I wish they'd just get it over with and make [Iraq] the 51st state, because I think it's the perfect red state: religious fundamentalists, lots of weaponry. How could you go wrong? We're already spending a significant fraction of our gross national product on the infrastructure; such as it is, on Iraq. Make it the 51st state and get it over with. [Laughs.]

AVC: So what about some of these other figures? You talk about going to the people who are fired first. Some of these, the Sabrina Harmans, the Lynndie Englands, these are people who were fired, in a way, because they can't rely on the military as a career anymore.

EM: Well, they're one step beyond fired. They're fired and incarcerated.

AVC: Right. Presumably the incarceration part presented a roadblock for you.

EM: Well, when they were in prison it was a roadblock, because the military wasn't giving any access to any people when they were in prison. It's still not. I have no access to [reservist and alleged "ringleader"] Chuck Graner. [Staff Sergeant] Ivan Frederick got out very late in the game, too late to be included in this movie. I would love to interview both of them at some future time. You know, I've invested enough in this story, I'm curious enough in this whole story, that I would love to talk to them in the future. I want to set up this whole archive with all of the information that I've gathered. I think there's a lot of interesting stuff that I've been able to dig up. The question is, what do I do with it? I mean, the movie is one thing, and so is the book, which comes out in May. I have my whole array of Abu Ghraib products. I feel like the Fuller Brush guy, with a whole number of things in my sample kit. [Laughs.] But I think I've been able to unearth really interesting stuff, and I would like to make all of it public. My first step is putting this movie into distribution.



AVC: Much has been written about how prisoners held at Abu Ghraib were not treated in accordance with the Geneva Conventions. When you talked to these soldiers, did they say anything at all about the limits being placed on them? Were they told anything about how they were supposed to be treating these prisoners, or was that completely left up to their discretion?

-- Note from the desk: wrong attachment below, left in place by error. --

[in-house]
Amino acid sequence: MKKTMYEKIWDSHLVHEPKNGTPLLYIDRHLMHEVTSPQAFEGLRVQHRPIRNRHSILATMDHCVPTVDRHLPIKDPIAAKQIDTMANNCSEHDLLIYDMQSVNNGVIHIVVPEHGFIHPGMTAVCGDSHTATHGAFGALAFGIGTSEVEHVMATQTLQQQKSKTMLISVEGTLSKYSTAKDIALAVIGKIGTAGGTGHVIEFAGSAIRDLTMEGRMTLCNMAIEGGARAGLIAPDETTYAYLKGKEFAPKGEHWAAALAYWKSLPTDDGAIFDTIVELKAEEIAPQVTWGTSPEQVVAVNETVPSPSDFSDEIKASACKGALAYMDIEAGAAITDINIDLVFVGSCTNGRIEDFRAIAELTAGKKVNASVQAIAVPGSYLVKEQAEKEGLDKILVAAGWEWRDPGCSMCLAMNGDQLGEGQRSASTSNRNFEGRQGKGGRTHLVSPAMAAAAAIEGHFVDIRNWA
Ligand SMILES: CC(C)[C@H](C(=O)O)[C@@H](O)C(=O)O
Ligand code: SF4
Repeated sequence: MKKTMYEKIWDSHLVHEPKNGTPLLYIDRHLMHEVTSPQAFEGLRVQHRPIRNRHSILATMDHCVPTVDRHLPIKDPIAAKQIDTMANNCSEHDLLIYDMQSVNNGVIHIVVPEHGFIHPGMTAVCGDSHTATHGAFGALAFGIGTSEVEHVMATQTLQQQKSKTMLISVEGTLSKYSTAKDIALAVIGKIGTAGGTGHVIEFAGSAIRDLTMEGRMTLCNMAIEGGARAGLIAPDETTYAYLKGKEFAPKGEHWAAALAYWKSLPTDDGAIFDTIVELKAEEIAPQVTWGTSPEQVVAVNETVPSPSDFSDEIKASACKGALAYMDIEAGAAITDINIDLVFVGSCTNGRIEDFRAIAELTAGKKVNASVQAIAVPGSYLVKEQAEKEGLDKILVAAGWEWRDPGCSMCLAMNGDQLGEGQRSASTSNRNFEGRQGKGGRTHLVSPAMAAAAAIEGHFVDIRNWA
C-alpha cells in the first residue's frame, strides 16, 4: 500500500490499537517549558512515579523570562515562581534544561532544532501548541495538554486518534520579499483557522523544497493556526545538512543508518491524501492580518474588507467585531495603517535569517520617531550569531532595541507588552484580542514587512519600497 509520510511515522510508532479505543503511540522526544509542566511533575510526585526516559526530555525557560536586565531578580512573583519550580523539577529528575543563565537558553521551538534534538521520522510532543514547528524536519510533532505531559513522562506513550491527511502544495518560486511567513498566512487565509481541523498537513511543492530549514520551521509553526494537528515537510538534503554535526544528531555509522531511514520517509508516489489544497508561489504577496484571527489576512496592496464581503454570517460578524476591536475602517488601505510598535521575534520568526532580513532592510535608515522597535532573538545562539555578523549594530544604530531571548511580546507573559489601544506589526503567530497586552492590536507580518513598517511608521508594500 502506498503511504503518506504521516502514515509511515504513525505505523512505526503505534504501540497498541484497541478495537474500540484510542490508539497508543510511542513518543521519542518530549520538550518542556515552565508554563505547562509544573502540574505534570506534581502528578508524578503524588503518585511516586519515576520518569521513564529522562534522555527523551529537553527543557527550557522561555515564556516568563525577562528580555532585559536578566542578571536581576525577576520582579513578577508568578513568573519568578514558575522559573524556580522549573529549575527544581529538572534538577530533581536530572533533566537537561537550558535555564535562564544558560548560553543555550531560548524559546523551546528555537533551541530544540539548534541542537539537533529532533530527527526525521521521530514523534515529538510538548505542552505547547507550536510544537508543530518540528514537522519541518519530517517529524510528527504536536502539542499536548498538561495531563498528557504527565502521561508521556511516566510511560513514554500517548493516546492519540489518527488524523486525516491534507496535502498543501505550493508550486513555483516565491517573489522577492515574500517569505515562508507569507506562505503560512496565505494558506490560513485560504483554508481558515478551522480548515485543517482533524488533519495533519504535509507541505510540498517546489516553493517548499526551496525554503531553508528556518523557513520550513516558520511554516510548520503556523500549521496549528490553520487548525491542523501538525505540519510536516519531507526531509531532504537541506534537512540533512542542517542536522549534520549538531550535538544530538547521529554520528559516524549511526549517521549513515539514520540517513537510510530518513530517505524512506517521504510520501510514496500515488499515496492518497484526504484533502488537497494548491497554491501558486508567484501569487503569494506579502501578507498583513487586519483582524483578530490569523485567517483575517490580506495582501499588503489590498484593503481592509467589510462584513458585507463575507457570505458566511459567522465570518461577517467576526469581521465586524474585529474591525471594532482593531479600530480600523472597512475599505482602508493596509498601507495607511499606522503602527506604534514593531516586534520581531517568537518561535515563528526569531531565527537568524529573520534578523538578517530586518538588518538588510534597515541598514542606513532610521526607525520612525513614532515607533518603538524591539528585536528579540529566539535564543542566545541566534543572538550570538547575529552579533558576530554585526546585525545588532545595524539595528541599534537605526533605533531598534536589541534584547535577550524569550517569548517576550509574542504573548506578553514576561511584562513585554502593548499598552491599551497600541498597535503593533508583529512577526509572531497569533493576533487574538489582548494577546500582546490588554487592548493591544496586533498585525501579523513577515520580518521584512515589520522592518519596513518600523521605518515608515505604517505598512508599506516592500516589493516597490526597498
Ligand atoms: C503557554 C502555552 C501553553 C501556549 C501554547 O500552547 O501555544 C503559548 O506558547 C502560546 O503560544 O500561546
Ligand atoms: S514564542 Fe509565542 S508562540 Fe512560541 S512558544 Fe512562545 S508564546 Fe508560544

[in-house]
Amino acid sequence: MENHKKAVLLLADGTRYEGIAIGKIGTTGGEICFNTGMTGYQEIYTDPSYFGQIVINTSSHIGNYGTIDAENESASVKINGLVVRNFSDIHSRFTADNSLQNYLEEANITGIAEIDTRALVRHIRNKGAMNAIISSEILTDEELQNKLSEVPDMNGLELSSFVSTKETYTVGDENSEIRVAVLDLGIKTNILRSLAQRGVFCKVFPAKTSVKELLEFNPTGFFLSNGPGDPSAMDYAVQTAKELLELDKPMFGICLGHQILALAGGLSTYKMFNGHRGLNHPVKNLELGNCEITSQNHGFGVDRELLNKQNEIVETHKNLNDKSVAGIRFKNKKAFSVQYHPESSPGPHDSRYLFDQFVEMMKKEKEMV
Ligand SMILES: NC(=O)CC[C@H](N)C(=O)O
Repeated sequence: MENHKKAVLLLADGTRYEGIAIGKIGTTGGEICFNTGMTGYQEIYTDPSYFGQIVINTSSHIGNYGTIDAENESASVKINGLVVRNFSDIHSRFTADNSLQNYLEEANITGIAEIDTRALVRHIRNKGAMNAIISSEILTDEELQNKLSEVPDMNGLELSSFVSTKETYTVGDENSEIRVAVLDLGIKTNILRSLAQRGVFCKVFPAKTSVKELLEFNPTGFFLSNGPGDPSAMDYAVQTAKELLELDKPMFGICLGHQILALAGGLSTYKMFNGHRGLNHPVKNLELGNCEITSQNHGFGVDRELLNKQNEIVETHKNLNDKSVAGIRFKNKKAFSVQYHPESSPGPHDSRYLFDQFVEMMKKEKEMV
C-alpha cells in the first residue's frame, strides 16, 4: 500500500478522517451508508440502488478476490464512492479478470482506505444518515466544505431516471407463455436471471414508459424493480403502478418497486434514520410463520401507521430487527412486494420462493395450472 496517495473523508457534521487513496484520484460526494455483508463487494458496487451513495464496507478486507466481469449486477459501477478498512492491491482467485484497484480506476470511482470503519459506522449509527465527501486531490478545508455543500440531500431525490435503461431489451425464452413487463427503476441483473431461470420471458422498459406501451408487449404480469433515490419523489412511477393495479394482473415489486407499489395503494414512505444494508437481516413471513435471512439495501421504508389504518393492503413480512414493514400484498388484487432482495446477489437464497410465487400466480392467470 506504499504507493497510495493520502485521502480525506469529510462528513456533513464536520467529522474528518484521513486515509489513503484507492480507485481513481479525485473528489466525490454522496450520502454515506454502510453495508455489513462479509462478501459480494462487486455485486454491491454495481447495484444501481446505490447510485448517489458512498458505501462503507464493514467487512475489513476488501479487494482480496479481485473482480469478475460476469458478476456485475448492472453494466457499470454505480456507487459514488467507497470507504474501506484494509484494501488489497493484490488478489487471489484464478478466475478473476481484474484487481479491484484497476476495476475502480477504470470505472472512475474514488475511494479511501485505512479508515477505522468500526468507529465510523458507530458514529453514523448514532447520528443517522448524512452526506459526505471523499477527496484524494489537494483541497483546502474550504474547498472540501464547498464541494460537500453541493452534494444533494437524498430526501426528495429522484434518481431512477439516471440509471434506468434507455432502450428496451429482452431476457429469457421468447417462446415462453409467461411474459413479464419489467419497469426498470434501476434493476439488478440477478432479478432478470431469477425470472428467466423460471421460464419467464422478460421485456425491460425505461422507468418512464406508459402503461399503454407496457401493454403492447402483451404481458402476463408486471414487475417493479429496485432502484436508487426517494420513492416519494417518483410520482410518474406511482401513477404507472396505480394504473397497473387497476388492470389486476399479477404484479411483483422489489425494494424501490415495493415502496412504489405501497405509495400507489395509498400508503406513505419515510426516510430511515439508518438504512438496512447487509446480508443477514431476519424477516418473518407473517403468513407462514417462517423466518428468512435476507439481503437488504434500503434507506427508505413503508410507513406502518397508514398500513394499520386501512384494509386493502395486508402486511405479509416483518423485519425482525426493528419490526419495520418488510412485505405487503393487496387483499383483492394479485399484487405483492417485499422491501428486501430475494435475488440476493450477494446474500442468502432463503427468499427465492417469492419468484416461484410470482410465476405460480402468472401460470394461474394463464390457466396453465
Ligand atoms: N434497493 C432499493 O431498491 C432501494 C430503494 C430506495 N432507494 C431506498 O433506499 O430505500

EM: I don't think either A or B. I think they were given instructions to abuse them. It's not that I think they were given instructions to abuse them, they were! They were told "Do anything to this guy short of killing him. Soften this person up in this way and that way." There are written reports! I have all of this stuff from military intelligence, telling the MPs what they're supposed to do. "Keep them awake this way. Keep them awake that way. This stress position. That stress position." When they walked on the tier, the infamous "hard site" where most of these pictures were taken, when Javal Davis and Sabrina walked onto the hard site in mid-October of 2003, they weren't the stage managers. They weren't the production designers. They walked in on something that was already in place: people with panties on their heads, Iraqi prisoners stripped naked, stress positions. I mean, this is not something they came up with.


AVC: They just were foolish enough to be within the frame. Or not even foolish: They didn't think anything was wrong with being in the frame.

EM: I actually think it's neither of that. I think they knew it was wrong. Look at Sabrina's letters. She's constantly writing about how this is immoral. That's another misconception about this, that these guys were void of morality. But see, they're all wrestling with morality. I wonder, do people forget that it's the military? You know, they were following orders. Uh-eh-hem! It's the military! What do you think people do in the military?! Sabrina is constantly saying "This is wrong." She also talks about taking the pictures as proof that the stuff is wrong. Here's another irony. You can take a picture thinking you are providing proof that the army is guilty of A, B, C, and D. And that picture can be used to prove that you are a sadist with respect to A, B, C, and D. In many instances, they took the pictures to protect themselves. That's what's sooooo unbelievably bizarre about all of it. And they at least had some rational reason to believe that. Sabrina Harman, on November 4, 2003, gets into the shower where they've stored a corpse for the night. A corpse of the guy who was killed by the CIA. That's what happened there.

AVC: He had a "stroke," right?